If you liked the way that elementary schools were blamed for the poverty that they have no power to correct, there is more in store for the American high school if Spellings and the "no excuses" sorority sisters at Ed Trust get their way. And like the previous NCLB cover-up story, this round of blaming the public schools is brought to you by the same heartfelt conservative moral indignation that sets in when black teenagers drop out of school. After 150 years of ignoring the problem, the pain must be deep.
Washington hasn't focused much attention on the problem [dropouts]. The No Child Left Behind Act, for example, pays much more attention to educating younger students. But that appears to be changing.
House and Senate proposals to renew the 5-year-old No Child law would give high schools more federal money and put more pressure on them to improve on graduation performance, and the Bush administration supports that idea.
The current NCLB law imposes serious consequences on schools that report low scores on math and reading tests, and this fallout can include replacement of teachers or principals or both. But the law doesn't have the same kind of enforcement teeth when it comes to graduation rates.
Nationally, about 70 percent of U.S. students graduate on time with a regular diploma. For Hispanic and black students, the proportion drops to about half.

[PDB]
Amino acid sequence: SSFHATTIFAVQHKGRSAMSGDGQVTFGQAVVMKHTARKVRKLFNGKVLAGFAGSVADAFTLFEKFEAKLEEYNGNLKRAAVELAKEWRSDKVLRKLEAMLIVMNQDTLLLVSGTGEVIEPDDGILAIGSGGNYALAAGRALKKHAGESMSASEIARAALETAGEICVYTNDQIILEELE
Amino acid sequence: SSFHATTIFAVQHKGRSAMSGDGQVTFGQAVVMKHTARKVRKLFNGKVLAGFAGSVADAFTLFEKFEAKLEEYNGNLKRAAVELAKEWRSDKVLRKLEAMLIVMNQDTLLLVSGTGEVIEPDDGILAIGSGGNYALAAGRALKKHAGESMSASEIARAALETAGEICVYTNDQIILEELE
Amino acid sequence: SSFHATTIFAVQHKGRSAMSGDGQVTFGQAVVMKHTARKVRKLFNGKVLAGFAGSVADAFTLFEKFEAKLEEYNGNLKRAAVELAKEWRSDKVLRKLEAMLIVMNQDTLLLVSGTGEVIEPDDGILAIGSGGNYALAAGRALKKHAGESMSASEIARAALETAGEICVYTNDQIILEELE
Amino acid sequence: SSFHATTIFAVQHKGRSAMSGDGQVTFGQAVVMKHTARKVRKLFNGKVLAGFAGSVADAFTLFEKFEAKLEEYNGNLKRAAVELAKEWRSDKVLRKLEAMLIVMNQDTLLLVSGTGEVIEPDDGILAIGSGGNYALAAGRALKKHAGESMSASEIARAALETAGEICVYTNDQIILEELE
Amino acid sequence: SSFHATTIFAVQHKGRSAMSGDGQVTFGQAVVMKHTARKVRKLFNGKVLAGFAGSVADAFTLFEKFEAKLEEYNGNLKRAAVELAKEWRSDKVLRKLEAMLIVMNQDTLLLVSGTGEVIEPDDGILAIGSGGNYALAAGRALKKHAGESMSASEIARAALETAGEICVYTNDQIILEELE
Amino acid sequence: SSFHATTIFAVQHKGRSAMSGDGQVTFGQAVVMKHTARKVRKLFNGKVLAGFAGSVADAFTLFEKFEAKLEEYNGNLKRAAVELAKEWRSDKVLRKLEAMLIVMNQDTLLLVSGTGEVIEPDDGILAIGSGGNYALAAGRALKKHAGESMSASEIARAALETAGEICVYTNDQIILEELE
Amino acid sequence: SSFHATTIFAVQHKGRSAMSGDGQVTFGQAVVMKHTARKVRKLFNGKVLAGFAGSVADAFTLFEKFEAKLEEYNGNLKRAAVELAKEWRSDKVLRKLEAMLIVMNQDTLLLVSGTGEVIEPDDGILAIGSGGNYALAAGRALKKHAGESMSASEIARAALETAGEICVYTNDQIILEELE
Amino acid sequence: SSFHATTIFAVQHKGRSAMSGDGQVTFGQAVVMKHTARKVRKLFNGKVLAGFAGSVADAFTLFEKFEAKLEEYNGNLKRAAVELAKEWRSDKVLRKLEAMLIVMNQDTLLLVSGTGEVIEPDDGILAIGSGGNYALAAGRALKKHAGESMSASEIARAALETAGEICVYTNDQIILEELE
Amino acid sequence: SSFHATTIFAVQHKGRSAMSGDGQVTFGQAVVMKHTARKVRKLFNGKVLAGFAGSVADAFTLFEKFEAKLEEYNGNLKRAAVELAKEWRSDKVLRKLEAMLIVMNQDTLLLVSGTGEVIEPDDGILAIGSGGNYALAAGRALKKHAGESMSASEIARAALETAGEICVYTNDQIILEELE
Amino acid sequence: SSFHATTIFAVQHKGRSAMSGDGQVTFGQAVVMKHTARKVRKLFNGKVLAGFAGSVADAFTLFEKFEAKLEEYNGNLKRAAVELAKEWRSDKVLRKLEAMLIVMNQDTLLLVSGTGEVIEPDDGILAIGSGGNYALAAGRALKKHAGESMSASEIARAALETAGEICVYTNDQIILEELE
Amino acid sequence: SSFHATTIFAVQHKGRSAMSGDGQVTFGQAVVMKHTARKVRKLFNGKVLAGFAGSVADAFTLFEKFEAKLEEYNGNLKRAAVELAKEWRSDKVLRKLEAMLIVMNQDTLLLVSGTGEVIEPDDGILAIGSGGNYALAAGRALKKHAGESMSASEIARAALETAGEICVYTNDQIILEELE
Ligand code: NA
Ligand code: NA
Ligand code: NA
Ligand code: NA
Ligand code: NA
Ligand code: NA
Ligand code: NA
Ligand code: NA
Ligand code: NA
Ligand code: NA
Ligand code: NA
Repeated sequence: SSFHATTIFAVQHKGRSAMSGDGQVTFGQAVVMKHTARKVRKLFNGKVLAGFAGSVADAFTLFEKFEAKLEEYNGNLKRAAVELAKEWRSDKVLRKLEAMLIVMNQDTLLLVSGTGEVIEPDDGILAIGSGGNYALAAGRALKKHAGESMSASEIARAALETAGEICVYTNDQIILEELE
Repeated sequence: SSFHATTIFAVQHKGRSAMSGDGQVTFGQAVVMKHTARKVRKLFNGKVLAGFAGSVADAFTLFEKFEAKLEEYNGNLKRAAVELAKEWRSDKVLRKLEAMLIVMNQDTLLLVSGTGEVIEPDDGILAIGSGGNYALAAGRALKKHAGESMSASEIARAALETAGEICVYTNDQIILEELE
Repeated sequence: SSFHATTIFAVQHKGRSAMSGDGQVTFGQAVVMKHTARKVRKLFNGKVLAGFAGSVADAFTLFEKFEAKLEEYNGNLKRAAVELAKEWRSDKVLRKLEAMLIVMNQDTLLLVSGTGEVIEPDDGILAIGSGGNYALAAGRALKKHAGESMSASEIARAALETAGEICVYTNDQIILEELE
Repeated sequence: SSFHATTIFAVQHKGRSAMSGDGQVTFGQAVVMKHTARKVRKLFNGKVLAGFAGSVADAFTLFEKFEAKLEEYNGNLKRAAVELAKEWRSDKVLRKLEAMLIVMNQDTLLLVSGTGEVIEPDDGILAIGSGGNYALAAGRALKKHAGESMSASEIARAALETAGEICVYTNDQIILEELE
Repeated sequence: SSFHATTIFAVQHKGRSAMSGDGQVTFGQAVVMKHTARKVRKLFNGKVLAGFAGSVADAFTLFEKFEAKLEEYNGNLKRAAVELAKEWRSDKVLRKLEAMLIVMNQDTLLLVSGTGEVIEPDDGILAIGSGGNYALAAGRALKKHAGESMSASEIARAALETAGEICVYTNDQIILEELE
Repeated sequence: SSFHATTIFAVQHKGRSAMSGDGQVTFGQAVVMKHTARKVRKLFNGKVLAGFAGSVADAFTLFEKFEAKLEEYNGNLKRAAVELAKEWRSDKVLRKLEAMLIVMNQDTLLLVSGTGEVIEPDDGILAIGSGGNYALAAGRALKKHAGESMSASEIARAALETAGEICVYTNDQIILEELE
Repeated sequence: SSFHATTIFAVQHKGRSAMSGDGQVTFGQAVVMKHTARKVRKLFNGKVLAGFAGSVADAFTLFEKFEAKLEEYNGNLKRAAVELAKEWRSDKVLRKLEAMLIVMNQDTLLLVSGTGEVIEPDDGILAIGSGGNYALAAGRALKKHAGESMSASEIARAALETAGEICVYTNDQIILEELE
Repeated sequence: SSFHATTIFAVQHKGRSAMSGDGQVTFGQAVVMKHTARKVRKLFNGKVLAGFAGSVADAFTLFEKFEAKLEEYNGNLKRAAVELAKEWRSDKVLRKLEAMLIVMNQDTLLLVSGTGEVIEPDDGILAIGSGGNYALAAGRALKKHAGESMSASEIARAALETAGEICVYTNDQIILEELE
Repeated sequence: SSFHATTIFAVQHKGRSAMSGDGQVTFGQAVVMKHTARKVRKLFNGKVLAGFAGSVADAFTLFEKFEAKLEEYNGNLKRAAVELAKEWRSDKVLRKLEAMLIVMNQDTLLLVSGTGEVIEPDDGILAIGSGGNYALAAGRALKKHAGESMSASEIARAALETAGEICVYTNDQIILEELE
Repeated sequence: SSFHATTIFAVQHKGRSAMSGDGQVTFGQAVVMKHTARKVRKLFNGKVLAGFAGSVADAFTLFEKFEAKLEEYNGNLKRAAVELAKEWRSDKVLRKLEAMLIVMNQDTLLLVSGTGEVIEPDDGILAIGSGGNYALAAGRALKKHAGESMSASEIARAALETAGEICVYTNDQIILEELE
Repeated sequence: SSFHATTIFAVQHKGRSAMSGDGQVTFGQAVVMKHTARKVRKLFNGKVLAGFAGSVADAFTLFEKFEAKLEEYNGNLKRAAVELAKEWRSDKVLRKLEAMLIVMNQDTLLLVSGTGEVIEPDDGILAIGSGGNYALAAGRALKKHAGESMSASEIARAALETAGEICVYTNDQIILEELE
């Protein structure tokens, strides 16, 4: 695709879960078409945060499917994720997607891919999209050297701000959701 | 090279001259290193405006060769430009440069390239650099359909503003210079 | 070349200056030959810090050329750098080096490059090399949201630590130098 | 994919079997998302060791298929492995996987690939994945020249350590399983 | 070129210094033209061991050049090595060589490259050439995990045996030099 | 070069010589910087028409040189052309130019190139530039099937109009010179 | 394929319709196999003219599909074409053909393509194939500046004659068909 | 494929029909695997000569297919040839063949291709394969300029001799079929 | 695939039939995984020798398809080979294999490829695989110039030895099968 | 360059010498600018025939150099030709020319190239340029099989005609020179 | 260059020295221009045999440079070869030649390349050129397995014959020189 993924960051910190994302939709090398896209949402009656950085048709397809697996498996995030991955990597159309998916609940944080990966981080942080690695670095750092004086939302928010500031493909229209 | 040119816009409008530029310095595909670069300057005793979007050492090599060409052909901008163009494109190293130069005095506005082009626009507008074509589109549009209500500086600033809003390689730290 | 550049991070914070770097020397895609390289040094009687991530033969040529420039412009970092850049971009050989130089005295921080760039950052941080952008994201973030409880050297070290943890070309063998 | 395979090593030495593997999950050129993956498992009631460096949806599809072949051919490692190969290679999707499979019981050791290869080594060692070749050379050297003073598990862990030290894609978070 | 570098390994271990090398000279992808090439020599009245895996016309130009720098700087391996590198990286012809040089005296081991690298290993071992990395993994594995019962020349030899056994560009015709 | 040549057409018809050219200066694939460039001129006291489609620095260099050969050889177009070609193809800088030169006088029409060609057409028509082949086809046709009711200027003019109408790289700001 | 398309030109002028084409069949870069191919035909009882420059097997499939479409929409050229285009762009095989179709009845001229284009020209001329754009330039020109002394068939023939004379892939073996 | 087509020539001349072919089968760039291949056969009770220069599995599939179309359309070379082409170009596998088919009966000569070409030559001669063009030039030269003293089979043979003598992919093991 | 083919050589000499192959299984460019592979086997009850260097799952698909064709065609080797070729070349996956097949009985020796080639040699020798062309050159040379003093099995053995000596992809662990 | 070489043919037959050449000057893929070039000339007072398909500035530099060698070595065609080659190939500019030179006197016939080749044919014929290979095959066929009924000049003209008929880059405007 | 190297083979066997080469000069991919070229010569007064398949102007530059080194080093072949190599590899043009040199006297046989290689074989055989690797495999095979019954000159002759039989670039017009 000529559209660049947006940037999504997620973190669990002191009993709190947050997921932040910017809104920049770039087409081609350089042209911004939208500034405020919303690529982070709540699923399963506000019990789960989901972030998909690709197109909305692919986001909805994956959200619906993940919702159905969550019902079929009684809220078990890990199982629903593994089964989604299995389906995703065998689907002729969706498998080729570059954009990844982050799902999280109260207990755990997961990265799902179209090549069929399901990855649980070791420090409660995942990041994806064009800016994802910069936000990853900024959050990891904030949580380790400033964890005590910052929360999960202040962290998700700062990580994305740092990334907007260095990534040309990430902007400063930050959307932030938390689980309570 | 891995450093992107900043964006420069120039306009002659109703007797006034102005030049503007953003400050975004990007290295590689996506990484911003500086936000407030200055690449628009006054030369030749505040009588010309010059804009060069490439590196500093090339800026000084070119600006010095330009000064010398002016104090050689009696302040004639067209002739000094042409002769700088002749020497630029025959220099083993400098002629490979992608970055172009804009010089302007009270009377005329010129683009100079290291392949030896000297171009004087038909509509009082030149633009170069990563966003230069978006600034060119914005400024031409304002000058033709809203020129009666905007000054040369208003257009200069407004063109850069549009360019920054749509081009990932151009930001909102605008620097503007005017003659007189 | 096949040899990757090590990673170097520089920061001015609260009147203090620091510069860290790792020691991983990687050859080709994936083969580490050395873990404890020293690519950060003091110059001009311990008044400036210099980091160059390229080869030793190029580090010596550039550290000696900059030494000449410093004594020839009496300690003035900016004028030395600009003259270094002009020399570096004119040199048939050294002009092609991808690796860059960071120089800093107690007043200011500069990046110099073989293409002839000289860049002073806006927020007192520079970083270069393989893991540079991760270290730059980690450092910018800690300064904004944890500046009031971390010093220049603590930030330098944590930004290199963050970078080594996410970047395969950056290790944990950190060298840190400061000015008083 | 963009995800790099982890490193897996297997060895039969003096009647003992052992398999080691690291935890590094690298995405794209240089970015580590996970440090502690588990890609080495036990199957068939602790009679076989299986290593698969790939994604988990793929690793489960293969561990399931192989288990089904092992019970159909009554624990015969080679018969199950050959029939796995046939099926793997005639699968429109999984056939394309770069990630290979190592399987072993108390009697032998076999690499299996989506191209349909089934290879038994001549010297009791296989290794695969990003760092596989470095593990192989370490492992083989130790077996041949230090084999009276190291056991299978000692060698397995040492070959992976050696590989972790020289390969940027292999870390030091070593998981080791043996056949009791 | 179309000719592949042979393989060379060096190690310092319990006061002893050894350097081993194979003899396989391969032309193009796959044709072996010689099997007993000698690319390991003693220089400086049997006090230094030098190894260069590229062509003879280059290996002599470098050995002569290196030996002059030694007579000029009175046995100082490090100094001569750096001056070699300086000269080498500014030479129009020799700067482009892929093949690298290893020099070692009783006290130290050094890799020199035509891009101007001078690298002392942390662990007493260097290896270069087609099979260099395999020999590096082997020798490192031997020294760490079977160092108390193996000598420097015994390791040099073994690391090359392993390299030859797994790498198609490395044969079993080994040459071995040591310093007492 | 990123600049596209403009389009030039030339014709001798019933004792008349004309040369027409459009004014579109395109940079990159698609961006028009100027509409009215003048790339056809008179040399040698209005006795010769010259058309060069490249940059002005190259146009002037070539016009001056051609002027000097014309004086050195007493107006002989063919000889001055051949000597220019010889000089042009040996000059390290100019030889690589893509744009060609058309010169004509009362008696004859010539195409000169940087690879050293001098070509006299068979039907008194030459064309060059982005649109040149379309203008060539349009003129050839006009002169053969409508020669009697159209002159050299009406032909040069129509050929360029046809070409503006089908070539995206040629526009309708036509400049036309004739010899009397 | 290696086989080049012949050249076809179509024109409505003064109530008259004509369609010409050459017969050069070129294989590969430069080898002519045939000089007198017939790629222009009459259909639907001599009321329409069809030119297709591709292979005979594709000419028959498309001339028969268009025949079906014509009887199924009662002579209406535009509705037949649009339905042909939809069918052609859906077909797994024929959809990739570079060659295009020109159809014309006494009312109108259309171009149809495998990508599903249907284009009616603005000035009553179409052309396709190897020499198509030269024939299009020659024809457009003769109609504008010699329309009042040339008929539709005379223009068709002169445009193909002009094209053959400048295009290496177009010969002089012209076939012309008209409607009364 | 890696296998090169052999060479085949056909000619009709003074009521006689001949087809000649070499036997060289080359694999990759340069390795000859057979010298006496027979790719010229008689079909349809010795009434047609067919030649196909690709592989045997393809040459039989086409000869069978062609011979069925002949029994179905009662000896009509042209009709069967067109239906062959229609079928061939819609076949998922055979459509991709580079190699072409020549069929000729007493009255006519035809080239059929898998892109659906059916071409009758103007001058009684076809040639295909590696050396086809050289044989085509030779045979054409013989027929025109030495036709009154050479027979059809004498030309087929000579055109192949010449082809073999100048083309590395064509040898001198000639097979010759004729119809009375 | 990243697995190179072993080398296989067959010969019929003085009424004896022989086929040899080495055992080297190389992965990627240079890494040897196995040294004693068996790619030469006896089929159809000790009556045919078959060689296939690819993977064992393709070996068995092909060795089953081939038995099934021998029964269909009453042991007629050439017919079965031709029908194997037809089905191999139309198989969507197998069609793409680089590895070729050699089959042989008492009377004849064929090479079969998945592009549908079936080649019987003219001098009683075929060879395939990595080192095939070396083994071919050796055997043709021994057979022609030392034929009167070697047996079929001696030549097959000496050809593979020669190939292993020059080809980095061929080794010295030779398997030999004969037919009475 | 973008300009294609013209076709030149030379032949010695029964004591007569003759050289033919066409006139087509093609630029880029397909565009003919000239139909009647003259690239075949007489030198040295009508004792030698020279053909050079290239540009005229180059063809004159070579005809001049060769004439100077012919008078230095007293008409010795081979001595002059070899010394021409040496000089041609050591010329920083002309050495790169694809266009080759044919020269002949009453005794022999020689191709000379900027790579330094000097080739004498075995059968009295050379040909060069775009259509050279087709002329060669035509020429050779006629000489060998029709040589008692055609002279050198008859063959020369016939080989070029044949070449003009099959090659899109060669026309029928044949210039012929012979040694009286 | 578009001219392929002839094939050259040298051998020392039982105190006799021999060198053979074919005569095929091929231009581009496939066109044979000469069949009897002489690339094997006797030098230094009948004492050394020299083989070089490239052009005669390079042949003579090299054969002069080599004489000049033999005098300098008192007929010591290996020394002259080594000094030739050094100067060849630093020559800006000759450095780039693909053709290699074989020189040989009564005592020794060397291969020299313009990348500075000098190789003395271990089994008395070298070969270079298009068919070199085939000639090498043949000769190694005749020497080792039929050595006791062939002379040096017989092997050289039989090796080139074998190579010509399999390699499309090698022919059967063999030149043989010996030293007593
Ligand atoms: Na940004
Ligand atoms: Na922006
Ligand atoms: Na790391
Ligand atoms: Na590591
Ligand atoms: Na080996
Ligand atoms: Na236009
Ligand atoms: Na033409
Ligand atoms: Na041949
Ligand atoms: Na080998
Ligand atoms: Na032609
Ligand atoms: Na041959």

The legislative proposals circulating in Congress would:
Make sure schools report their graduation rates by racial, ethnic, and other subgroups and are judged on those results. That's to ensure that schools aren't just graduating white students in high numbers, but also are working to ensure that minority students get diplomas.
Get states to build data systems to keep track of students throughout their school years and more accurately measure graduation and dropout rates.
Ensure that states count graduation rates in a uniform way. States have used a variety of formulas, including counting the percentage of entering seniors who get a diploma. That measurement ignores the obvious fact that kids who drop out typically do so before their senior year.
Create strong progress goals for graduation rates and impose sanctions on schools that miss those benchmarks. Most states currently lack meaningful goals, according to The Education Trust, a nonprofit group that advocates for poor and minority children.The current law requires testing in reading and math once in high school, and those tests take on added importance because of the serious consequences for a school of failure. Critics say that creates a perverse incentive for schools to encourage kids to drop out before they bring down a school's score. . . .
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